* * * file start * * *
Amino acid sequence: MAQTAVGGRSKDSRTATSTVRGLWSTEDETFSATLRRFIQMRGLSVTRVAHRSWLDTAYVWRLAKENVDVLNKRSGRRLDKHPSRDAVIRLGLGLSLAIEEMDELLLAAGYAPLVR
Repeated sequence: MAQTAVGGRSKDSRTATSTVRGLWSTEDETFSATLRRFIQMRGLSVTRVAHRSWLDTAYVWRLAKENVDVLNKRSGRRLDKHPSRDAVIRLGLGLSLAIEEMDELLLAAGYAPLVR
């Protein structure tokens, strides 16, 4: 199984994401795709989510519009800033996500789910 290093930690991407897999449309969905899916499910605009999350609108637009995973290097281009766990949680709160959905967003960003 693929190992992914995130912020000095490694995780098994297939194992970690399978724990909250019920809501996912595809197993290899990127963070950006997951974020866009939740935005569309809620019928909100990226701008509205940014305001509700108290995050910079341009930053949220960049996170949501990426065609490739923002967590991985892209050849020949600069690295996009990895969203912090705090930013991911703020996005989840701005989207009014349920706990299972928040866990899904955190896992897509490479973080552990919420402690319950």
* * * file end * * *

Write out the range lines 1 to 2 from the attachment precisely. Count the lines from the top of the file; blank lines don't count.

Amino acid sequence: MAQTAVGGRSKDSRTATSTVRGLWSTEDETFSATLRRFIQMRGLSVTRVAHRSWLDTAYVWRLAKENVDVLNKRSGRRLDKHPSRDAVIRLGLGLSLAIEEMDELLLAAGYAPLVR
Repeated sequence: MAQTAVGGRSKDSRTATSTVRGLWSTEDETFSATLRRFIQMRGLSVTRVAHRSWLDTAYVWRLAKENVDVLNKRSGRRLDKHPSRDAVIRLGLGLSLAIEEMDELLLAAGYAPLVR